A post from student blogger Brittany

When learning about correspondence with the PTO, it is very easy to deduce that the Examiner is always in the driver’s seat and the patent practitioner should do anything possible to please him or her in order to get an allowance. There are a few cases however in which the patent practitioner can shift that control, putting the Examiner in the hot seat. For example, when an Examiner rejects claims based on 35 U.S.C103 or requires a restriction/election, it is their responsibility to provide sufficient evidence to support their conclusion, and when they don’t, the patent practitioner can respectfully call them out.

I recently got a homework assignment back from my Patent Prosecution professor and he stated that although I knew I could argue that the Examiner failed to explain his stance on a serious burden, I didn’t have a convincing argument. The professor also stated that it takes a certain level of skill to eloquently disagree with the Examiner resulting in him or her potentially having a change of heart regarding their initial rejection.

The idea of arguing my point, when I know I am correct, reaches further than my future interactions with the USPTO and outside the classroom. People are going to tell you no all the time because to be perfectly honest it’s an easy way out of a lot of situations, however if you really want something it’s your responsibility to persuade them otherwise. Have a great counterargument that makes someone question their initial thought process, simply saying you’re wrong just won’t cut it.  Now don’t get me wrong, some people will tell you no and you’ll know immediately that they mean it, we can’t win them all, but for the ones that you have the slightest chance of coming out as the victor why not nudge them a little.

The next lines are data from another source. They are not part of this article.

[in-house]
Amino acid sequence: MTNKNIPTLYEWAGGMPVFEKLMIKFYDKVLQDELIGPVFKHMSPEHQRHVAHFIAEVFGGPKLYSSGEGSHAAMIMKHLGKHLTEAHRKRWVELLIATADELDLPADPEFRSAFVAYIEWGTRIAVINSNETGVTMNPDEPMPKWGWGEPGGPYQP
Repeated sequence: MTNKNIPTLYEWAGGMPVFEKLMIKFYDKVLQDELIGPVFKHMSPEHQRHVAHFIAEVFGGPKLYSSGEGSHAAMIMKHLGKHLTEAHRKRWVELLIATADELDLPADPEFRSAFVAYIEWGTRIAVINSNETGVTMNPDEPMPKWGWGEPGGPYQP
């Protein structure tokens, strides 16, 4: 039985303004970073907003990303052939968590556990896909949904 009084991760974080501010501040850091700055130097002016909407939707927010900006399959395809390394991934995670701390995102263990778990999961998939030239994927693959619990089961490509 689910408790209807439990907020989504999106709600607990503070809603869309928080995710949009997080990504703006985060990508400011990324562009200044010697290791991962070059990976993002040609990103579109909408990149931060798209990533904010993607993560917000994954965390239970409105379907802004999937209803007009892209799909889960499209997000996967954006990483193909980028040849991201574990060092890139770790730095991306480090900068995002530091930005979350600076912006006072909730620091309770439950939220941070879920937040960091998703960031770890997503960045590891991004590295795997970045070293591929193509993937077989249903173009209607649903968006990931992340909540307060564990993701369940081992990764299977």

As I write this post I am heading to Louisville to compete in the Cardinal Challenge. Each team has the burden to convince the judges, whose favorite word is NO, that they have a solid business plan and can combat any questions thrown their way.  I hope I can let you guys know that we won on my next post, but if I don’t then you should already know that we didn’t present a convincing argument.

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